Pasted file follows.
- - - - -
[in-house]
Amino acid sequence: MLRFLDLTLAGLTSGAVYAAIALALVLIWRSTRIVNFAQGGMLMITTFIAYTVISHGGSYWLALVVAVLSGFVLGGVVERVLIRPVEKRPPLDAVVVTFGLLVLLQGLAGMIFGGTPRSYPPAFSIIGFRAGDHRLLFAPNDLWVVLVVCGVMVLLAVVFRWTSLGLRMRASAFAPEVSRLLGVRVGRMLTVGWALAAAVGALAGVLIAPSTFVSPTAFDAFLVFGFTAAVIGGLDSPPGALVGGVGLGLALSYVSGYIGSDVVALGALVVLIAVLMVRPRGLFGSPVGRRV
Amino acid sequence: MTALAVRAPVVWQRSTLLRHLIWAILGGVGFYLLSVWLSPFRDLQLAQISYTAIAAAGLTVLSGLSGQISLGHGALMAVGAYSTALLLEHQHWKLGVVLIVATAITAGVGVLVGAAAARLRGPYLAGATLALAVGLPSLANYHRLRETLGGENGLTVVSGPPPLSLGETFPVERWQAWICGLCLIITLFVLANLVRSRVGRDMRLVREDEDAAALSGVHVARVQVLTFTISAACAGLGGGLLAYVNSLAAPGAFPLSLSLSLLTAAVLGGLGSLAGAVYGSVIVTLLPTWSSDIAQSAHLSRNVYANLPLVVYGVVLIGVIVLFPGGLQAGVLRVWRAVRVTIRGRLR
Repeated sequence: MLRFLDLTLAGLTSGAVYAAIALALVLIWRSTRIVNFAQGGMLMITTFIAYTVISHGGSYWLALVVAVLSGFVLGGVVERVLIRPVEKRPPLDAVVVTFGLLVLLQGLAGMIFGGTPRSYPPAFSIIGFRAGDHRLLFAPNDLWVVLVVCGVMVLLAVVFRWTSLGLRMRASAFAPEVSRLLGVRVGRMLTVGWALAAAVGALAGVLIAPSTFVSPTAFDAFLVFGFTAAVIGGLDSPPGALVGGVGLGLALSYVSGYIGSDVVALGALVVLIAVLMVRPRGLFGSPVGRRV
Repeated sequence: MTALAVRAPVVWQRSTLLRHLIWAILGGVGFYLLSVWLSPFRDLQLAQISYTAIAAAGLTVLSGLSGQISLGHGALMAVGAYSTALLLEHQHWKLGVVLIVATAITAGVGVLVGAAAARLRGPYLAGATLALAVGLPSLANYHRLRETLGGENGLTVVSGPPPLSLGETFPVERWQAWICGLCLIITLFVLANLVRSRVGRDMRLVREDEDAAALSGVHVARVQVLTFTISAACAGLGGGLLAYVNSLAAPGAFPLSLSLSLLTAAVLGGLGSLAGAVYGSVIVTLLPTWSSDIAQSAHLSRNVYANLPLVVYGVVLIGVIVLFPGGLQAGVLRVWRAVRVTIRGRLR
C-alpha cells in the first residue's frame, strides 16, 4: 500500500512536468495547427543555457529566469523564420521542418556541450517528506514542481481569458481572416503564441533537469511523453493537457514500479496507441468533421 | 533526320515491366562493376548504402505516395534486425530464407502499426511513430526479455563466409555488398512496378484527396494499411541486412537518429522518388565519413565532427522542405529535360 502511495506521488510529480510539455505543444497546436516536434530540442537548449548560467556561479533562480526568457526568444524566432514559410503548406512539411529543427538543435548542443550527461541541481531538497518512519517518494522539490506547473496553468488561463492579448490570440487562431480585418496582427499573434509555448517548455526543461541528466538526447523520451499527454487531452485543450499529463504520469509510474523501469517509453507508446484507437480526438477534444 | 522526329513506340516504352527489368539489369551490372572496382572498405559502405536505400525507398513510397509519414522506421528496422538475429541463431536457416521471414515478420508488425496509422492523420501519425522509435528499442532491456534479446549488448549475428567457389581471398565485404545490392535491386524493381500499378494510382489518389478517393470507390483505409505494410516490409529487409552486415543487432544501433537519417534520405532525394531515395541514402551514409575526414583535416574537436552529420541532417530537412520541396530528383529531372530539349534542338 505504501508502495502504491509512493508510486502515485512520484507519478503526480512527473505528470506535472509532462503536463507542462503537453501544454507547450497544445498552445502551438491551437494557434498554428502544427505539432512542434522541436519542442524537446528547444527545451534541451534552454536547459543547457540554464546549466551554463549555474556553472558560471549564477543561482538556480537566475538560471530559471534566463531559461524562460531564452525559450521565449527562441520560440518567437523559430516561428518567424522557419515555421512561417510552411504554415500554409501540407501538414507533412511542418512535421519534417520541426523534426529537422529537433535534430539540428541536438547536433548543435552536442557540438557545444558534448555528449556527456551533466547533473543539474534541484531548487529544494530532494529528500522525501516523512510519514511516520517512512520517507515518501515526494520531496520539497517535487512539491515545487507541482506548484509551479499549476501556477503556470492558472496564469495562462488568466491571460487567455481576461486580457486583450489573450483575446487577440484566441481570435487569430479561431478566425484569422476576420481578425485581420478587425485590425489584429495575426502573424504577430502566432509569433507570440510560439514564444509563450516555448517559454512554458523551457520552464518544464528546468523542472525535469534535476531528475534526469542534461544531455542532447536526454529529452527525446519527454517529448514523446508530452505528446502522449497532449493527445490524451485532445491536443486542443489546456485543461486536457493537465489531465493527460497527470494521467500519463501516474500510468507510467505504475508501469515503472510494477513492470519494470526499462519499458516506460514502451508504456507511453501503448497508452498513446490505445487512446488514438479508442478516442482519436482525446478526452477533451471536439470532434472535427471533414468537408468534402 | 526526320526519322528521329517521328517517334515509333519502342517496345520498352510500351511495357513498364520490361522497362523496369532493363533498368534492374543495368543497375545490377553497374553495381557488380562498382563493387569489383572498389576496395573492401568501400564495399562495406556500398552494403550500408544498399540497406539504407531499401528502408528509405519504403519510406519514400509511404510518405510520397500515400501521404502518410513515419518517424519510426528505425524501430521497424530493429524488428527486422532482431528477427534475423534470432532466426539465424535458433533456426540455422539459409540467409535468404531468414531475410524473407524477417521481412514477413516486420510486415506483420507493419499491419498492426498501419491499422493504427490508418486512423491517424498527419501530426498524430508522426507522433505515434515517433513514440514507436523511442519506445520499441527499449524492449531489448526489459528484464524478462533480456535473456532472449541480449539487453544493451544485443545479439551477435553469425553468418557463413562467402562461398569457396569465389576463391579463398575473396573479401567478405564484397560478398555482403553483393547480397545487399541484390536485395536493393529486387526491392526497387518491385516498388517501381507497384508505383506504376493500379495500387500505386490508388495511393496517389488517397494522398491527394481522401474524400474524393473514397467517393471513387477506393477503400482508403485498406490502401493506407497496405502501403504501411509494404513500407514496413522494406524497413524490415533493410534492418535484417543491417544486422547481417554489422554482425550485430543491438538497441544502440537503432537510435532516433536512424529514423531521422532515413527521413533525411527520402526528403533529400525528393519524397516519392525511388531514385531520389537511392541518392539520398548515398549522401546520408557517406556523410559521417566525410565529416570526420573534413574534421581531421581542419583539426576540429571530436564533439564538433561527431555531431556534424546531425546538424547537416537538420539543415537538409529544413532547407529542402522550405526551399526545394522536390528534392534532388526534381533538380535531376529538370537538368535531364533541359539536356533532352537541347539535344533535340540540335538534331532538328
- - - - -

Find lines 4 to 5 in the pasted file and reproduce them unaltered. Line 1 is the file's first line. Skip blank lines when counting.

Repeated sequence: MLRFLDLTLAGLTSGAVYAAIALALVLIWRSTRIVNFAQGGMLMITTFIAYTVISHGGSYWLALVVAVLSGFVLGGVVERVLIRPVEKRPPLDAVVVTFGLLVLLQGLAGMIFGGTPRSYPPAFSIIGFRAGDHRLLFAPNDLWVVLVVCGVMVLLAVVFRWTSLGLRMRASAFAPEVSRLLGVRVGRMLTVGWALAAAVGALAGVLIAPSTFVSPTAFDAFLVFGFTAAVIGGLDSPPGALVGGVGLGLALSYVSGYIGSDVVALGALVVLIAVLMVRPRGLFGSPVGRRV
Repeated sequence: MTALAVRAPVVWQRSTLLRHLIWAILGGVGFYLLSVWLSPFRDLQLAQISYTAIAAAGLTVLSGLSGQISLGHGALMAVGAYSTALLLEHQHWKLGVVLIVATAITAGVGVLVGAAAARLRGPYLAGATLALAVGLPSLANYHRLRETLGGENGLTVVSGPPPLSLGETFPVERWQAWICGLCLIITLFVLANLVRSRVGRDMRLVREDEDAAALSGVHVARVQVLTFTISAACAGLGGGLLAYVNSLAAPGAFPLSLSLSLLTAAVLGGLGSLAGAVYGSVIVTLLPTWSSDIAQSAHLSRNVYANLPLVVYGVVLIGVIVLFPGGLQAGVLRVWRAVRVTIRGRLR